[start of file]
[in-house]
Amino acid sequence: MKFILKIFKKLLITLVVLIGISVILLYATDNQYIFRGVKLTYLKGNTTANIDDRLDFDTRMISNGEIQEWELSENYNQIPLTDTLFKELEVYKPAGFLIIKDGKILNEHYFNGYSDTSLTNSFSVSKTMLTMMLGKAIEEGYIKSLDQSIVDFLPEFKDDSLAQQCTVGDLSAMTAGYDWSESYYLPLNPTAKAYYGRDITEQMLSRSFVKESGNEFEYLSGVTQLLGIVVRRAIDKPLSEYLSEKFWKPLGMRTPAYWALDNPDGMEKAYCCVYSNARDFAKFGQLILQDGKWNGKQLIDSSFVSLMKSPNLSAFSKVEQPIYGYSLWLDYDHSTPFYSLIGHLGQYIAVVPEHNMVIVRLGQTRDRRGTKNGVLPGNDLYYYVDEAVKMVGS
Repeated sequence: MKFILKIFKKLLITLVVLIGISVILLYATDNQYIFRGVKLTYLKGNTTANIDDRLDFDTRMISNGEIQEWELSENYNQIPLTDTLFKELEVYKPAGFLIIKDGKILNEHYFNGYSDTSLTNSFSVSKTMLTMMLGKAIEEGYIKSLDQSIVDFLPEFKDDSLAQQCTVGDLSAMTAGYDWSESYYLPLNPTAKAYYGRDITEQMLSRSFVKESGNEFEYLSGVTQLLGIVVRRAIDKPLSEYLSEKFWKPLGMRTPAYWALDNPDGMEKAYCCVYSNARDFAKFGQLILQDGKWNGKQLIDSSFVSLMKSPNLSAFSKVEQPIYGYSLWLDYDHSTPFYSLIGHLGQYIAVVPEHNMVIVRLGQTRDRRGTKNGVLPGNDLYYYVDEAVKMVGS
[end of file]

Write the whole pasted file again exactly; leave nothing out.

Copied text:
[in-house]
Amino acid sequence: MKFILKIFKKLLITLVVLIGISVILLYATDNQYIFRGVKLTYLKGNTTANIDDRLDFDTRMISNGEIQEWELSENYNQIPLTDTLFKELEVYKPAGFLIIKDGKILNEHYFNGYSDTSLTNSFSVSKTMLTMMLGKAIEEGYIKSLDQSIVDFLPEFKDDSLAQQCTVGDLSAMTAGYDWSESYYLPLNPTAKAYYGRDITEQMLSRSFVKESGNEFEYLSGVTQLLGIVVRRAIDKPLSEYLSEKFWKPLGMRTPAYWALDNPDGMEKAYCCVYSNARDFAKFGQLILQDGKWNGKQLIDSSFVSLMKSPNLSAFSKVEQPIYGYSLWLDYDHSTPFYSLIGHLGQYIAVVPEHNMVIVRLGQTRDRRGTKNGVLPGNDLYYYVDEAVKMVGS
Repeated sequence: MKFILKIFKKLLITLVVLIGISVILLYATDNQYIFRGVKLTYLKGNTTANIDDRLDFDTRMISNGEIQEWELSENYNQIPLTDTLFKELEVYKPAGFLIIKDGKILNEHYFNGYSDTSLTNSFSVSKTMLTMMLGKAIEEGYIKSLDQSIVDFLPEFKDDSLAQQCTVGDLSAMTAGYDWSESYYLPLNPTAKAYYGRDITEQMLSRSFVKESGNEFEYLSGVTQLLGIVVRRAIDKPLSEYLSEKFWKPLGMRTPAYWALDNPDGMEKAYCCVYSNARDFAKFGQLILQDGKWNGKQLIDSSFVSLMKSPNLSAFSKVEQPIYGYSLWLDYDHSTPFYSLIGHLGQYIAVVPEHNMVIVRLGQTRDRRGTKNGVLPGNDLYYYVDEAVKMVGS